Intersections of the Application of the European Arrest Warrant and the Protection of Fundamental Rights.
The project is being implemented by EIPA Luxembourg – European Centre for Judges and Lawyers (ECJL) in partnership with KSSIP – Krajowa Szkola Sadownictwa I Prokuratury in Poland and the European Criminal Bar Association.
The EU has been active in adopting legislation in the field of criminal law in order to facilitate judicial cooperation among EU Member States, to fight serious and organised crime and in general to tackle cross-border criminal activity. While there are a number of legislative instruments at place, it is crucial that practitioners, judges and prosecutors are not only aware of the existence of EU legislation, but understand and apply the relevant European – level instruments. This is especially true for mutual recognition instruments which aim to put cross border judicial cooperation in criminal matters at a truly different context, requiring mutual trust and more intensive cooperation both from national authorities and legal practitioners. The leading mutual recognition instrument, the European Arrest Warrant, is certainly the pivotal EU criminal law instrument.
However the application of the European Arrest Warrant has been shadowed from time to time by concerns of fundamental rights protection in the issuing Member State, whether due regard is taken of the procedural guarantees applicable to suspected and accused and if the principle of proportionality was observed. The EU has been particularly keen in addressing these concerns, and under the ‘Stockholm roadmap’’, adopted a series of instruments elevating the procedural rights of suspected and accused persons in criminal proceedings.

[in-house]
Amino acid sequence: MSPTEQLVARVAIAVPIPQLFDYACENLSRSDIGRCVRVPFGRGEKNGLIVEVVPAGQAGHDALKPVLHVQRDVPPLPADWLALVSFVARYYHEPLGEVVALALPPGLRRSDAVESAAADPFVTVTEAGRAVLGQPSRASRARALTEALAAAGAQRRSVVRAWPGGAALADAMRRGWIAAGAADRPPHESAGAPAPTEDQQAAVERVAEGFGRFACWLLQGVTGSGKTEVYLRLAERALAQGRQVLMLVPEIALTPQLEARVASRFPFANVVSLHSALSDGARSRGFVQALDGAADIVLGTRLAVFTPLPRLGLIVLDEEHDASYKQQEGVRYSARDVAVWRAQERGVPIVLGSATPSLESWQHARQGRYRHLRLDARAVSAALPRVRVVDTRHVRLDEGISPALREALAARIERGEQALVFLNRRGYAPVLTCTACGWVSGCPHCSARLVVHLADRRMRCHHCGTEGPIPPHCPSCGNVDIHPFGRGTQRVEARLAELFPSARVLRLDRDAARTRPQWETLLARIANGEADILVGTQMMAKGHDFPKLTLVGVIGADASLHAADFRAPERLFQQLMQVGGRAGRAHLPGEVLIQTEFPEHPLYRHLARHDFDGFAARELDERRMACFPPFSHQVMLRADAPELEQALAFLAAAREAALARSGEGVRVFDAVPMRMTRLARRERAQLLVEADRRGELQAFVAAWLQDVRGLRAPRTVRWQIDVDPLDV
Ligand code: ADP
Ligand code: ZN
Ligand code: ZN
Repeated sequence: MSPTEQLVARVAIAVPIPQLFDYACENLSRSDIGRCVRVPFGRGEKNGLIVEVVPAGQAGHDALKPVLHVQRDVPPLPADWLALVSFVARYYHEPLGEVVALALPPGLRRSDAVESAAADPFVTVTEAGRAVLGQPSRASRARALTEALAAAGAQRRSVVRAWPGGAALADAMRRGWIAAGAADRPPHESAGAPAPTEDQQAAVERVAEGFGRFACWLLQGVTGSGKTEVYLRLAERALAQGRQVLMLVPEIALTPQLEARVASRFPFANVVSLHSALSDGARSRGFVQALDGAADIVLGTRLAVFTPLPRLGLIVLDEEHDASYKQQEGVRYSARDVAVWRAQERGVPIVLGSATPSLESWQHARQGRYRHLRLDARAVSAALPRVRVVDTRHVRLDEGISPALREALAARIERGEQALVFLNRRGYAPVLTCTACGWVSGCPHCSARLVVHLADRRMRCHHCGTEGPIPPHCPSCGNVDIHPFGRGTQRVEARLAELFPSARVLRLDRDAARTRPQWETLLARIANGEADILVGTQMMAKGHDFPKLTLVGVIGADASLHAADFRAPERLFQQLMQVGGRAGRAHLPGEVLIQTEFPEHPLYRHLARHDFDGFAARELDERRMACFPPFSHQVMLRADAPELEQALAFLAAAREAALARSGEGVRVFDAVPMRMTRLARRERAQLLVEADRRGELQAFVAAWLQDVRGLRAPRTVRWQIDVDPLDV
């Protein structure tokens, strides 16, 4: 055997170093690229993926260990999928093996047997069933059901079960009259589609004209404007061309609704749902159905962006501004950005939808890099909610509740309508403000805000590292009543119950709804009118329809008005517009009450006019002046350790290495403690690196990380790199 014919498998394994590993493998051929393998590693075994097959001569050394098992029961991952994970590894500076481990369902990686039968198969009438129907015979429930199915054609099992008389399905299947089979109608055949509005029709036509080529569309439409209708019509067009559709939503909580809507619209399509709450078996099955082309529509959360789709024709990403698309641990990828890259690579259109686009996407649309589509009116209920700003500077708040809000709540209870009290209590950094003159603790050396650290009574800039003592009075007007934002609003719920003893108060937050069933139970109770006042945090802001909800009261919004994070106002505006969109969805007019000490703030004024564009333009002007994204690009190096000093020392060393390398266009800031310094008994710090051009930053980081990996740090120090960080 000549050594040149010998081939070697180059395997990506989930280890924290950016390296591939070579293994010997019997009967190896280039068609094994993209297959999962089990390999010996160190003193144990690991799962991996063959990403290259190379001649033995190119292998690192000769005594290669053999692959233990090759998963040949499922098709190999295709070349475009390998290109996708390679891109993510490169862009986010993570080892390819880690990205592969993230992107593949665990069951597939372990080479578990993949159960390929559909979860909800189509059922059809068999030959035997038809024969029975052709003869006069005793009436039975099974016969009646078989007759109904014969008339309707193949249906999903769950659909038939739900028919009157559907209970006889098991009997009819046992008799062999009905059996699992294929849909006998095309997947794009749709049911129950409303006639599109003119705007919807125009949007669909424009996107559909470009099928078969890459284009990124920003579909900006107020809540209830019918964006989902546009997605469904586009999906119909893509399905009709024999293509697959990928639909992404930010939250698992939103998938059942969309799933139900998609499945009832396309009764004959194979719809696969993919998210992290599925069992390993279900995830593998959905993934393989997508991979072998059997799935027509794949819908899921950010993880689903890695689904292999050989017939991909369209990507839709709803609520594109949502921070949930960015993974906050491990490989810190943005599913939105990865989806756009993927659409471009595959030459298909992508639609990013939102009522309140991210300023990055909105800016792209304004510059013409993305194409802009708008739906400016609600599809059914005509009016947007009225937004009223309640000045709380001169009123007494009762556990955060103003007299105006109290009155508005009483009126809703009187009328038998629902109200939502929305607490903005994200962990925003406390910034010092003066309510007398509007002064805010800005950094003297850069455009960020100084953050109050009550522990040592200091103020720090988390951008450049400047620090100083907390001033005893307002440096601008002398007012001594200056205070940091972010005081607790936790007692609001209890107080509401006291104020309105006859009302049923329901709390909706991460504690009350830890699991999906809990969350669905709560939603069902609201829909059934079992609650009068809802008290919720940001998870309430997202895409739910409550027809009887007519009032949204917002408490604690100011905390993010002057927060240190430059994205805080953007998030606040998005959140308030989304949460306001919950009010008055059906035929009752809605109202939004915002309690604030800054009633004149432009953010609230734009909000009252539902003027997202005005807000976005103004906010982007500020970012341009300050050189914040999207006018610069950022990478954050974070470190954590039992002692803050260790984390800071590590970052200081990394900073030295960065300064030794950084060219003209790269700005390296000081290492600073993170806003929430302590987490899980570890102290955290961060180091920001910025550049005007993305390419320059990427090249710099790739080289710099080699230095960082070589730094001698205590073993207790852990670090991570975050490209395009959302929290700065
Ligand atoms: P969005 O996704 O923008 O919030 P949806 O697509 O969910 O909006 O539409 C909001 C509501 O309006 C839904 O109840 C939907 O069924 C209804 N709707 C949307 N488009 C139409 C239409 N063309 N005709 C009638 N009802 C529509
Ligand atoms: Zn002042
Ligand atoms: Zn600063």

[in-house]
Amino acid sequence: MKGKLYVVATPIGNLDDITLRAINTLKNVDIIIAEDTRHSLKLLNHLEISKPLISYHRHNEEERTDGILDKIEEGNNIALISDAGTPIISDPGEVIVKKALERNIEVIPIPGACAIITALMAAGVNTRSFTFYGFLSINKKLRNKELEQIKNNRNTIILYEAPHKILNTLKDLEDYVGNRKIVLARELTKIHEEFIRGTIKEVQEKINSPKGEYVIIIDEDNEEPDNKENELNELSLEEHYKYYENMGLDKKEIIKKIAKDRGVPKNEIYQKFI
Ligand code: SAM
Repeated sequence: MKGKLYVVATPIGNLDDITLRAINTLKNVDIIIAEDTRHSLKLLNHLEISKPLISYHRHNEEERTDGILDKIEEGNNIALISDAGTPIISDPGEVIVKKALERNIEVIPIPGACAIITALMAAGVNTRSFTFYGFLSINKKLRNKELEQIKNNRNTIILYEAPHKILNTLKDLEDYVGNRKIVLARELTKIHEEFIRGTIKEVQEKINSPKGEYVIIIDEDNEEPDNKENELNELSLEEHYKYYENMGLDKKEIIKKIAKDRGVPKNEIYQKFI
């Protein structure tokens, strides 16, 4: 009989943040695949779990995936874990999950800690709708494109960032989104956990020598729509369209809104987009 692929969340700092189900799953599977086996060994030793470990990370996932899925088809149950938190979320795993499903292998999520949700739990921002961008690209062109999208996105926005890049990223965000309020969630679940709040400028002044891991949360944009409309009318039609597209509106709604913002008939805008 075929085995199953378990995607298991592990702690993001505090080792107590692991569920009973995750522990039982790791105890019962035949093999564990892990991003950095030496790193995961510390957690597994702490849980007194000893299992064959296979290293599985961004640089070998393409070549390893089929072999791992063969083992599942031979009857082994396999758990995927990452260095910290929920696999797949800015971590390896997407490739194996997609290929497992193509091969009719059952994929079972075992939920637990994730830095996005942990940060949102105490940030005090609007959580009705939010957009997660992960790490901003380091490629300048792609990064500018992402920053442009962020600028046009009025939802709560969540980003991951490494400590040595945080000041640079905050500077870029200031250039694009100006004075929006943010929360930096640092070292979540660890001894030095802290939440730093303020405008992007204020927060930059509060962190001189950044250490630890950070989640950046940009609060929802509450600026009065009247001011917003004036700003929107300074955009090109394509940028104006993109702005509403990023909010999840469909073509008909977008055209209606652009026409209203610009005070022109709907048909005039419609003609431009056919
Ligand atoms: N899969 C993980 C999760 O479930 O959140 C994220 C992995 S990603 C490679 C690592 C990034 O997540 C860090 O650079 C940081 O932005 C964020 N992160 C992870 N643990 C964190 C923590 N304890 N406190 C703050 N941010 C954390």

- Firstly, to present the EAW as the leading mutual recognition instrument, and to discuss the issues related to issuing and executing of EAWs.
- Secondly, to show the fundamental rights context in which the EAW eventually operates, and to discuss the related EU secondary legislation.
- Thirdly and finally, each seminar will give a clear occasion for judges and prosecutors to improve the cooperation amongst each other by understanding the elements of EU law applicable to each of them and at the same time learning about teach others’ jurisdictions.
It is in this vein that the project aims to contribute to the development of mutual trust among legal practitioners being the fundamental criteria in establishing an EU area of criminal justice.
The target audience of the project will be legal practitioners having a criminal law background and working in the criminal justice system either in the capacity of a judge, prosecutor or a defence lawyer. The participants’ responsibilities and prerogatives as judges and prosecutors will be illustrated through practical analysis of specific instruments and examples of their application in different Member States. Moreover, they will be informed on the latest tools adopted or under discussion as well as receive an overview of the fundamental characteristics of the new institutional processes governing the area.